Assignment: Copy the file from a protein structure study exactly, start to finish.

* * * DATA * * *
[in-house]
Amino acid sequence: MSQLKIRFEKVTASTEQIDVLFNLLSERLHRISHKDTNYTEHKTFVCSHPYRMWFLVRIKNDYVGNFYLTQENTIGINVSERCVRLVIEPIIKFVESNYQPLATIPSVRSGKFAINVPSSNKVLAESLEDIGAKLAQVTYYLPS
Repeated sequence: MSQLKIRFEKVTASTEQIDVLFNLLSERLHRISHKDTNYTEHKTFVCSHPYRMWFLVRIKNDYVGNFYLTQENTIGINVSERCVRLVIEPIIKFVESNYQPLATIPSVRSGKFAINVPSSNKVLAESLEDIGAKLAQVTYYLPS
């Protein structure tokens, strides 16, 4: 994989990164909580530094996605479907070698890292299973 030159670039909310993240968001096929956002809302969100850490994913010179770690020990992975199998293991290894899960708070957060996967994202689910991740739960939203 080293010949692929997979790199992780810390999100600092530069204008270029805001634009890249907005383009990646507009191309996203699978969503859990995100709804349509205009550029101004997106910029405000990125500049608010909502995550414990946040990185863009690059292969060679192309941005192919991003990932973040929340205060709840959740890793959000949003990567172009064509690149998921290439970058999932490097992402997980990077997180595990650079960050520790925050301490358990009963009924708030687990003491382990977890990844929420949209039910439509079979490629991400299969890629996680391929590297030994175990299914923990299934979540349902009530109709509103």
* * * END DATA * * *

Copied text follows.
[in-house]
Amino acid sequence: MSQLKIRFEKVTASTEQIDVLFNLLSERLHRISHKDTNYTEHKTFVCSHPYRMWFLVRIKNDYVGNFYLTQENTIGINVSERCVRLVIEPIIKFVESNYQPLATIPSVRSGKFAINVPSSNKVLAESLEDIGAKLAQVTYYLPS
Repeated sequence: MSQLKIRFEKVTASTEQIDVLFNLLSERLHRISHKDTNYTEHKTFVCSHPYRMWFLVRIKNDYVGNFYLTQENTIGINVSERCVRLVIEPIIKFVESNYQPLATIPSVRSGKFAINVPSSNKVLAESLEDIGAKLAQVTYYLPS
């Protein structure tokens, strides 16, 4: 994989990164909580530094996605479907070698890292299973 030159670039909310993240968001096929956002809302969100850490994913010179770690020990992975199998293991290894899960708070957060996967994202689910991740739960939203 080293010949692929997979790199992780810390999100600092530069204008270029805001634009890249907005383009990646507009191309996203699978969503859990995100709804349509205009550029101004997106910029405000990125500049608010909502995550414990946040990185863009690059292969060679192309941005192919991003990932973040929340205060709840959740890793959000949003990567172009064509690149998921290439970058999932490097992402997980990077997180595990650079960050520790925050301490358990009963009924708030687990003491382990977890990844929420949209039910439509079979490629991400299969890629996680391929590297030994175990299914923990299934979540349902009530109709509103």